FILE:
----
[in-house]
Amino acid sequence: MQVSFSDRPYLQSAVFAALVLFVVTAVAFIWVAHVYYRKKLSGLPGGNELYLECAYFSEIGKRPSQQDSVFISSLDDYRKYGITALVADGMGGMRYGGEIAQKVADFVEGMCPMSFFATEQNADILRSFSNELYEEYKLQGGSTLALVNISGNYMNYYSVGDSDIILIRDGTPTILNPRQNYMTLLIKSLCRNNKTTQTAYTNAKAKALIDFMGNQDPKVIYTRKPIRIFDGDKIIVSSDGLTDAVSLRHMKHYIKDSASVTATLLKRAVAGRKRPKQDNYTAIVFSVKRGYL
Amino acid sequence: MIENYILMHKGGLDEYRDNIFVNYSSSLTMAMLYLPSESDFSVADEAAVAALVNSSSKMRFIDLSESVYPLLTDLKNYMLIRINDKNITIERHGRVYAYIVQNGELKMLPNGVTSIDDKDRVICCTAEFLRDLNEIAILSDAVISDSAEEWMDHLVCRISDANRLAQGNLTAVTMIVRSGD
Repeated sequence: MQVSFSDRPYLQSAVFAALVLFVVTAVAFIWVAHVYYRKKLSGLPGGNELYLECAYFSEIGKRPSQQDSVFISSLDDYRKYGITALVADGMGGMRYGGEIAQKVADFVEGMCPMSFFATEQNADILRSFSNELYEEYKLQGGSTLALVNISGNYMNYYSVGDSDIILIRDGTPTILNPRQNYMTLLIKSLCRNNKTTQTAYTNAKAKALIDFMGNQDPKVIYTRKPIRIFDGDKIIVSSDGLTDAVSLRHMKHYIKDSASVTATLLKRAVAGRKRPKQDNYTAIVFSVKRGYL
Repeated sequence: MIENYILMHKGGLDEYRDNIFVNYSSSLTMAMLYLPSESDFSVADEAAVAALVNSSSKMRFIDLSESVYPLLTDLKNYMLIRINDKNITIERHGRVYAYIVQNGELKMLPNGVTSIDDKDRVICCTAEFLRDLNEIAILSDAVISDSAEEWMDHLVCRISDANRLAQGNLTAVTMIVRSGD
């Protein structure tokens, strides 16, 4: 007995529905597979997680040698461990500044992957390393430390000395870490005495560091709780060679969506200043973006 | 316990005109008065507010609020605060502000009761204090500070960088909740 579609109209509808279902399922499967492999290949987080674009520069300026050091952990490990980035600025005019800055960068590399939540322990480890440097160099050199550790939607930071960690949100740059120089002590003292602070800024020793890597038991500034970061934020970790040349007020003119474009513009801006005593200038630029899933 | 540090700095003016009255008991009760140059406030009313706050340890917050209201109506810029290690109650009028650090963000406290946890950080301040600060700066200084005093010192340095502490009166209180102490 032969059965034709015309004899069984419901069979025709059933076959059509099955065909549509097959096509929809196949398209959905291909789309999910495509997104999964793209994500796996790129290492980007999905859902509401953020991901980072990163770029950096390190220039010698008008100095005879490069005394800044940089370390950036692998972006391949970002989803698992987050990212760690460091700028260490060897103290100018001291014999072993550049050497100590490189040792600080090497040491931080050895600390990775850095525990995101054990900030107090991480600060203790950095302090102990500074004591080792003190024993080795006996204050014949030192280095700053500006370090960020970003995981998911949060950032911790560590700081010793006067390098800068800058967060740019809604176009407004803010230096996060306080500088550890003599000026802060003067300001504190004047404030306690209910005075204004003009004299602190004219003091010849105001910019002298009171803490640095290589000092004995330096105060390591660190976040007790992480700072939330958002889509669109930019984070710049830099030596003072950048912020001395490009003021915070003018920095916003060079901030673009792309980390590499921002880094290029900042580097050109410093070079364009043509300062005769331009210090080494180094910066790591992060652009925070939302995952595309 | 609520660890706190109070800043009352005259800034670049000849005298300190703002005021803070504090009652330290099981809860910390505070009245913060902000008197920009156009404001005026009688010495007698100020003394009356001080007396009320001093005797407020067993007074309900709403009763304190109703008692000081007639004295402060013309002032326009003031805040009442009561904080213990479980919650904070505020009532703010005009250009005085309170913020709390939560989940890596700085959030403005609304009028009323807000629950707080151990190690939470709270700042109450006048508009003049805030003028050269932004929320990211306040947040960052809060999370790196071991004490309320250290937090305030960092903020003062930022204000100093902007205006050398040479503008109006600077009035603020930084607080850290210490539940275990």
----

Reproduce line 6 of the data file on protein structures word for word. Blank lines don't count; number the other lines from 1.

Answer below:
């Protein structure tokens, strides 16, 4: 007995529905597979997680040698461990500044992957390393430390000395870490005495560091709780060679969506200043973006 | 316990005109008065507010609020605060502000009761204090500070960088909740 579609109209509808279902399922499967492999290949987080674009520069300026050091952990490990980035600025005019800055960068590399939540322990480890440097160099050199550790939607930071960690949100740059120089002590003292602070800024020793890597038991500034970061934020970790040349007020003119474009513009801006005593200038630029899933 | 540090700095003016009255008991009760140059406030009313706050340890917050209201109506810029290690109650009028650090963000406290946890950080301040600060700066200084005093010192340095502490009166209180102490 032969059965034709015309004899069984419901069979025709059933076959059509099955065909549509097959096509929809196949398209959905291909789309999910495509997104999964793209994500796996790129290492980007999905859902509401953020991901980072990163770029950096390190220039010698008008100095005879490069005394800044940089370390950036692998972006391949970002989803698992987050990212760690460091700028260490060897103290100018001291014999072993550049050497100590490189040792600080090497040491931080050895600390990775850095525990995101054990900030107090991480600060203790950095302090102990500074004591080792003190024993080795006996204050014949030192280095700053500006370090960020970003995981998911949060950032911790560590700081010793006067390098800068800058967060740019809604176009407004803010230096996060306080500088550890003599000026802060003067300001504190004047404030306690209910005075204004003009004299602190004219003091010849105001910019002298009171803490640095290589000092004995330096105060390591660190976040007790992480700072939330958002889509669109930019984070710049830099030596003072950048912020001395490009003021915070003018920095916003060079901030673009792309980390590499921002880094290029900042580097050109410093070079364009043509300062005769331009210090080494180094910066790591992060652009925070939302995952595309 | 609520660890706190109070800043009352005259800034670049000849005298300190703002005021803070504090009652330290099981809860910390505070009245913060902000008197920009156009404001005026009688010495007698100020003394009356001080007396009320001093005797407020067993007074309900709403009763304190109703008692000081007639004295402060013309002032326009003031805040009442009561904080213990479980919650904070505020009532703010005009250009005085309170913020709390939560989940890596700085959030403005609304009028009323807000629950707080151990190690939470709270700042109450006048508009003049805030003028050269932004929320990211306040947040960052809060999370790196071991004490309320250290937090305030960092903020003062930022204000100093902007205006050398040479503008109006600077009035603020930084607080850290210490539940275990």